READING, Mich. - He wears a jacket and tie to work. But unlike most city managers, Mark Bender also carries a gun and a badge.
It's all part of the job.
Mr. Bender was named police chief of this Hillsdale County community on July 31. A few weeks ago, he also was appointed city manager. The positions, which had been separate, make him the area's only city manager who wears a gun and carries handcuffs to work. “I get very good cooperation,” he laughed.
City council members offered Mr. Bender the city manager's job even though he never applied for the position. Councilman Bill Goodman said council members saw the administrative potential in Mr. Bender when they hired him as police chief.
Mr. Bender was selected after the former police chief, David Graham was fired. Residents rallied behind Mr. Graham and even called for the resignation of City Manager Don Beavers, who made the decision to dismiss him.
Details about why Mr. Graham was fired were never released.
Mr. Beavers resigned a few months later after being offered a job in Constantine, Mich.
Mr. Goodman admitted that the conflict between the former city manager and the former police chief made the decision to create a dual position a unique one. But so far, the reaction among most residents has been positive.
“I've heard from a few people who thought that maybe there was too much power in one place, but most people felt differently,” he said. “We went without a city manger for many years and then we hired one in 1999. There are some people who feel that a full-time city manager is not necessary in a small town.”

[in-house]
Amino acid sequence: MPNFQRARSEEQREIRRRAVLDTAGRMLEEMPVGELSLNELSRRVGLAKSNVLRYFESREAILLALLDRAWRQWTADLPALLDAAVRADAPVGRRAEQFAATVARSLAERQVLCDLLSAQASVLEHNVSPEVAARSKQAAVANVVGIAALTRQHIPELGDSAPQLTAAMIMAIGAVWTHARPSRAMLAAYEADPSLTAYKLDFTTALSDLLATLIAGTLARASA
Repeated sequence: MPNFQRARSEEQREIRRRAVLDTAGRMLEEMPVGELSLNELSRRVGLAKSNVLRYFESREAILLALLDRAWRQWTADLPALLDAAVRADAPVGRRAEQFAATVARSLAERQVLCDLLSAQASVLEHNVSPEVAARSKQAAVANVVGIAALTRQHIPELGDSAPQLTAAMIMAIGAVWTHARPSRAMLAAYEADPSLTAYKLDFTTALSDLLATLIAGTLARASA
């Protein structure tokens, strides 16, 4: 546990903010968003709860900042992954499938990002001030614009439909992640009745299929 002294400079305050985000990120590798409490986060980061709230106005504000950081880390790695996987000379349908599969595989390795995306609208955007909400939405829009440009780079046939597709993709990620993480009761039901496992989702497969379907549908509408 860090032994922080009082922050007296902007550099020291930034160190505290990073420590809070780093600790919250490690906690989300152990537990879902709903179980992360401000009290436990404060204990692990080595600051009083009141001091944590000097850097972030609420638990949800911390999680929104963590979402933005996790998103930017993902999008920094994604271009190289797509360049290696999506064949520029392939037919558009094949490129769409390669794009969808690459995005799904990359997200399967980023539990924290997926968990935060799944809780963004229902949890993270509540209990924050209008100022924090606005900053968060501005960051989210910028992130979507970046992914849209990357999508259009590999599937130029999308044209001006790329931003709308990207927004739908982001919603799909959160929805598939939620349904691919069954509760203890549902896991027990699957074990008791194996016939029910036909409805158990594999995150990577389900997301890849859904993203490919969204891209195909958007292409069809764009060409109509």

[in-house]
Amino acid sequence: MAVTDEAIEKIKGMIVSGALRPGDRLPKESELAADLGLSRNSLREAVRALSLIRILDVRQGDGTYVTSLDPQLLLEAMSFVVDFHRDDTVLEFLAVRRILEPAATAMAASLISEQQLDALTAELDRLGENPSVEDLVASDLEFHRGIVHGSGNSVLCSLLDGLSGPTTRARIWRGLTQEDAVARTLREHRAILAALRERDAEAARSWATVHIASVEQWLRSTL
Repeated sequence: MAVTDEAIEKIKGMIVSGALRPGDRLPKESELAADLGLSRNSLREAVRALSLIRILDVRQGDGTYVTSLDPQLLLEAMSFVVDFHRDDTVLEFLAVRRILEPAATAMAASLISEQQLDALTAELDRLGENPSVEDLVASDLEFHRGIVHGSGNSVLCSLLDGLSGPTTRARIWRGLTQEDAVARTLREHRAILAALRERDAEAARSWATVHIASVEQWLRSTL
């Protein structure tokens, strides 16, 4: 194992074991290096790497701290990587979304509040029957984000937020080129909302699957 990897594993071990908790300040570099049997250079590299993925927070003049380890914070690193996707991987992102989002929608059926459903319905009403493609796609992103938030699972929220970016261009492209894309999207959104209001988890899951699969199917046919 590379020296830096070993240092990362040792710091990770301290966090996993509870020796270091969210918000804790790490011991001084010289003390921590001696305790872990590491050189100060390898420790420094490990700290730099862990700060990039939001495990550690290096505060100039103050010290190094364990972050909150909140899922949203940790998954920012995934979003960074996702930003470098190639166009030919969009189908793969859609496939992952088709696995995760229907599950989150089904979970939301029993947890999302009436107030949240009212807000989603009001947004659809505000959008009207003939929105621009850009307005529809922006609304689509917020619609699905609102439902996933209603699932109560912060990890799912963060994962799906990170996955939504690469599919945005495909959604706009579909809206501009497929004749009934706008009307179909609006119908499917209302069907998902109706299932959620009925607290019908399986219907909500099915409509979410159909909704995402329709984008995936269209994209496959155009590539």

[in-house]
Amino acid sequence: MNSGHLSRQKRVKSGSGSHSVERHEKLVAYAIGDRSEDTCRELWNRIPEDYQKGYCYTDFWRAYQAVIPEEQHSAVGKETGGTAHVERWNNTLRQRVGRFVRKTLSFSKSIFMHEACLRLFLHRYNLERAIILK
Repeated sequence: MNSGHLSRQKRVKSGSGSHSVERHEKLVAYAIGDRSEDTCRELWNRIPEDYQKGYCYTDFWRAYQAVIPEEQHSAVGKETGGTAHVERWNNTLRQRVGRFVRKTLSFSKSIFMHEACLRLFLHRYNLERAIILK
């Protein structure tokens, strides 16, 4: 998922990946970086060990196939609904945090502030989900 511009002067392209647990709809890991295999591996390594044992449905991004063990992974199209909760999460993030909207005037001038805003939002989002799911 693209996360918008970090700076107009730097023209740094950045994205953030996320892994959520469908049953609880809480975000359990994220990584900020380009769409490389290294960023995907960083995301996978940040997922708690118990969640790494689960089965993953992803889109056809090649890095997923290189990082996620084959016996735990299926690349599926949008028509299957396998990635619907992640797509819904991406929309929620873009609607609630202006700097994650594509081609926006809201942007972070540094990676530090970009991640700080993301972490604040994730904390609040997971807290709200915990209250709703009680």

Reading, a village of 1,134 people in southwest Hillsdale County, employs about six full-time people. Mr. Bender will oversee the daily operations of the city, as well as the administrative duties of police chief. The hiring of a second full-time officer allowed him to spend more time in the office.
As compensation, Mr. Bender's salary was increased to $40,000 from $30,014 a year. His salary is more than the former city manager's annual $33,000 salary.
“We also felt that by combining those two positions and raising the salary, it made the position a little more attractive and, therefore, more likely for someone to stay because they're getting more money,” Mr. Goodman said.
He said the combined position was based on Mr. Bender's qualifications, and the two jobs would likely be split again when he leaves.
Mr. Bender came to Reading from the Saginaw County Sheriff's Department, where he was under-sheriff from 1996 to 1998. There, he was responsible for the department's $11 million budget.
Before that, Mr. Bender worked as assistant police chief in the Carrollton Township Police Department near Saginaw, Mich.
Mr. Bender said he accepted the position with the understanding that if he or the council believed the concept was not working, he would return to his duties as a full-time police chief. “I told the council that I didn't come to Reading to be city manager, but I would do whatever they wanted me to do,” he said.
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